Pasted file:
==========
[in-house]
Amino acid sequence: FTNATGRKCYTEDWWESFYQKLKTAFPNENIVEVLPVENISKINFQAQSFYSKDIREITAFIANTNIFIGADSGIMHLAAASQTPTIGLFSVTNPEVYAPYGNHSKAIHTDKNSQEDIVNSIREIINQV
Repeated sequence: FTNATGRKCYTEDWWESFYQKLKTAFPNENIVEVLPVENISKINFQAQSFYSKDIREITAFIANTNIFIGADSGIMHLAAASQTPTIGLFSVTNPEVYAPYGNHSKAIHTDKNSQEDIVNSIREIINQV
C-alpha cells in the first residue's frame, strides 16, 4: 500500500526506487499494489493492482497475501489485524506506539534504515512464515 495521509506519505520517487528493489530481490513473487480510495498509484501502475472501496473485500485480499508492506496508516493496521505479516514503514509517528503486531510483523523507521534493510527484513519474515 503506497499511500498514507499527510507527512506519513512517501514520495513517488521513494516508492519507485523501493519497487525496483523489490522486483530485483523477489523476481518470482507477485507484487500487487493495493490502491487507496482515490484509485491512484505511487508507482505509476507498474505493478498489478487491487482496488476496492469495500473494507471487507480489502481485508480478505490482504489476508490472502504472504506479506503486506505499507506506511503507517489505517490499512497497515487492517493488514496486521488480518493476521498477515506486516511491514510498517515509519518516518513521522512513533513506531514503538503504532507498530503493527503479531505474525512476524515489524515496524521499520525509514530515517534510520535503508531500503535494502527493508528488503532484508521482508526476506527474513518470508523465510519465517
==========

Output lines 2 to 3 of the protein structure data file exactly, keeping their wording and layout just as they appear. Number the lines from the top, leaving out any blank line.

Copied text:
Amino acid sequence: FTNATGRKCYTEDWWESFYQKLKTAFPNENIVEVLPVENISKINFQAQSFYSKDIREITAFIANTNIFIGADSGIMHLAAASQTPTIGLFSVTNPEVYAPYGNHSKAIHTDKNSQEDIVNSIREIINQV
Repeated sequence: FTNATGRKCYTEDWWESFYQKLKTAFPNENIVEVLPVENISKINFQAQSFYSKDIREITAFIANTNIFIGADSGIMHLAAASQTPTIGLFSVTNPEVYAPYGNHSKAIHTDKNSQEDIVNSIREIINQV